The word psychic comes from the Greek word psychikos which means “of the mind” or “mental.” A psychic may be also known as a seer or a clairvoyant and supposedly possesses the power to peer into the future and foretell of events that have to occur. The tools of a psychic can range from slipping into a trance to looking into a crystal ball. Psychic predictions can be presented with dead-on accuracy, though most tend to be rather more vague and open to interpretation.
The most famous psychic of all time is probably the man known simply as Nostradamus. He was born Michel de Nostredame in 1503 and his reputation as a great seer began with his legendary confrontation with Franciscan monk in front of whom Nostradamus knelt and addressed as “Your Holiness.” Many years later, after Nostradamus had died, that young monk was elected Pope Sixtus V. The world today knows of the psychic predictions of Nostradamus thanks to their being collected in a volume titled Centuries which seems to predict events up to 3773 A.D. The predictions are in the form of quatrains that are so obscure as to be open to vast interpretation. Among the most famous of the psychic predictions of Nostradamus are those that seem to foretell the Great London Fire, the French Revolution and the rise of Adolf Hitler.
Edgar Cayce is a unique individual in the history of modern psychics in that he did not try to cash in on his abilities, regardless of whether they were real or imagined. Cayce was born in Kentucky and 1877 and his predictions were arrived at by going into a such a deep trance that he could neither remember what he’d said while under nor even explain some of the things that he said while in the trance. Edgar Cayce’s greatest claim to psychic fame was his prediction in April of 1929 that the stock market would crash later that year. He was far less accurate in psychic predictions that warned of massive flooding in Japan, Atlantis rising from the ocean floor and the devastation of Los Angeles due to a massive earthquake.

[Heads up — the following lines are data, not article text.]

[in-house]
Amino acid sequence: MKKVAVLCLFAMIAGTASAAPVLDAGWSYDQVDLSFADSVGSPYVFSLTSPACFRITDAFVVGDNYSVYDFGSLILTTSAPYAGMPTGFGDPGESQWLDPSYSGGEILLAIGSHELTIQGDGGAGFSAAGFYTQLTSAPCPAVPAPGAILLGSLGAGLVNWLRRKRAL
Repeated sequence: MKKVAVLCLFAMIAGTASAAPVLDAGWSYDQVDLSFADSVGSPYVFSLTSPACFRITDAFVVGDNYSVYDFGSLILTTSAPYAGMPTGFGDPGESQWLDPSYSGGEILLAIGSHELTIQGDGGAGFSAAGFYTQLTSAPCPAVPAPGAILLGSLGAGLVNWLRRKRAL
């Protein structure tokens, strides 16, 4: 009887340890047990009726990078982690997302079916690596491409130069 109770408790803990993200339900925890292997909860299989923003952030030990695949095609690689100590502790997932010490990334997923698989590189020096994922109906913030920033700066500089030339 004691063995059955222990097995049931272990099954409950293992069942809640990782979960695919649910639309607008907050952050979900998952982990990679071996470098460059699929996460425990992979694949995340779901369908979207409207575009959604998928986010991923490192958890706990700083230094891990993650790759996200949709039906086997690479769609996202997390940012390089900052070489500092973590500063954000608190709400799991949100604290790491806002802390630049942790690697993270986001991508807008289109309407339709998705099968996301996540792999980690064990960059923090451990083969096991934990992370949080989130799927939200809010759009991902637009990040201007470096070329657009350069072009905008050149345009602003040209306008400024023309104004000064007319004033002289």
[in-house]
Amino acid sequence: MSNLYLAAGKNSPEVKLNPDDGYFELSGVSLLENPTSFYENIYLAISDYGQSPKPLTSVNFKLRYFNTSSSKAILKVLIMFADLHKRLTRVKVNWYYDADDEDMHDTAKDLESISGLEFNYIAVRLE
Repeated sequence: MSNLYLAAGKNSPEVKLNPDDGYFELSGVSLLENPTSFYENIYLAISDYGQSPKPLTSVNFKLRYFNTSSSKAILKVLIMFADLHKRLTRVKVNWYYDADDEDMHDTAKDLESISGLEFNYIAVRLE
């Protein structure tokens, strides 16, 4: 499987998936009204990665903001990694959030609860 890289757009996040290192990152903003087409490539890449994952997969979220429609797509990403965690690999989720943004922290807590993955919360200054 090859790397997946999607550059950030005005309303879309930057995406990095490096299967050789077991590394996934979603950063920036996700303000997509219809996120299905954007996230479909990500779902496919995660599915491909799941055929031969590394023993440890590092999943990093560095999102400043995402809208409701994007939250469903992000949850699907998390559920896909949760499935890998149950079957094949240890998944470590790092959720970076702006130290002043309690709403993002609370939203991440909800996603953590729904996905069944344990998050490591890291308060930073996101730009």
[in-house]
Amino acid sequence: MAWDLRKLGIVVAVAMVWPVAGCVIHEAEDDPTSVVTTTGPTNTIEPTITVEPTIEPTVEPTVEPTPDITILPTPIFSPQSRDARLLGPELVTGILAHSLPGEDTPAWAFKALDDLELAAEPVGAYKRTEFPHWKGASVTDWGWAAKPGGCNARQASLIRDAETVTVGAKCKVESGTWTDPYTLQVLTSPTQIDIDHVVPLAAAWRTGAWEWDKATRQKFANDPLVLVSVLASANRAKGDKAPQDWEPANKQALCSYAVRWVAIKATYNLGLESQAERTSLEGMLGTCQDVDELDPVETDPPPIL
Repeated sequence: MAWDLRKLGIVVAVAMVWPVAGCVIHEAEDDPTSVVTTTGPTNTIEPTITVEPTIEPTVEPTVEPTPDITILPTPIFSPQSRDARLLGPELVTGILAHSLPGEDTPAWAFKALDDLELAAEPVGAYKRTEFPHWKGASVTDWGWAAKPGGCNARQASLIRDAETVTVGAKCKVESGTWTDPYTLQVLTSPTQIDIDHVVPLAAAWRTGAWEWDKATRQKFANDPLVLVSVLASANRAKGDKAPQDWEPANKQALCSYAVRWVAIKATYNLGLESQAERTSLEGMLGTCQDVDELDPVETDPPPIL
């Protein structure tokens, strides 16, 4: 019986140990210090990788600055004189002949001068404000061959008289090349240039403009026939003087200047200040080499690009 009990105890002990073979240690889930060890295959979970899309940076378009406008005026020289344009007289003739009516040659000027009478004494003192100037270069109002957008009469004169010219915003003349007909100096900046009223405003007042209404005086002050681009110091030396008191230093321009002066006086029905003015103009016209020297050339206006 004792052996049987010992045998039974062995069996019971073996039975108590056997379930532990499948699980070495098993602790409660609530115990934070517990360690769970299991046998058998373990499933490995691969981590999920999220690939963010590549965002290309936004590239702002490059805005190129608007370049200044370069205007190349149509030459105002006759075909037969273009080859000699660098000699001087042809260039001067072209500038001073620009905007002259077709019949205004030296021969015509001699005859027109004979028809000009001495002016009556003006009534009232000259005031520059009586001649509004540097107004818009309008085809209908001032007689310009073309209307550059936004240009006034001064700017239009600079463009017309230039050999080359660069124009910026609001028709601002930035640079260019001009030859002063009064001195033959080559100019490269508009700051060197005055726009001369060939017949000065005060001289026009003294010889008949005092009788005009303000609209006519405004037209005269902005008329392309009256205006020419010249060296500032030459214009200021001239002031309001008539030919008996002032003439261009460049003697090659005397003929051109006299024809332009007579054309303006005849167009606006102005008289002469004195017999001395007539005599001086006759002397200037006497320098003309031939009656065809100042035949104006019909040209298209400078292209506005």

The most commercially successful psychic of the 20th century may well have been Jeanne Dixon whose column ran in thousands of newspapers. The story goes that a gypsy recognized Dixon’s talents as a child and handed her a crystal ball which she used to make predictions. Her rise to prominence came when she supposedly predicted the assassination of John F. Kennedy. In fact, the only written prediction occurred in Parade magazine in 1956 in which Dixon predicted only that the winner of the 1960 election would be a Democrat and that he would either be assassinated or die in office. Among Dixon’s other accurate predictions were that UN Sec-General Dag Hammarskjold would die in a plane crash and that Richard Nixon would be elected President. Among her most illustrious misses were that an enormous civil war would break out in the 1980s and that aliens will give society the knowledge to harness the energy of the sun.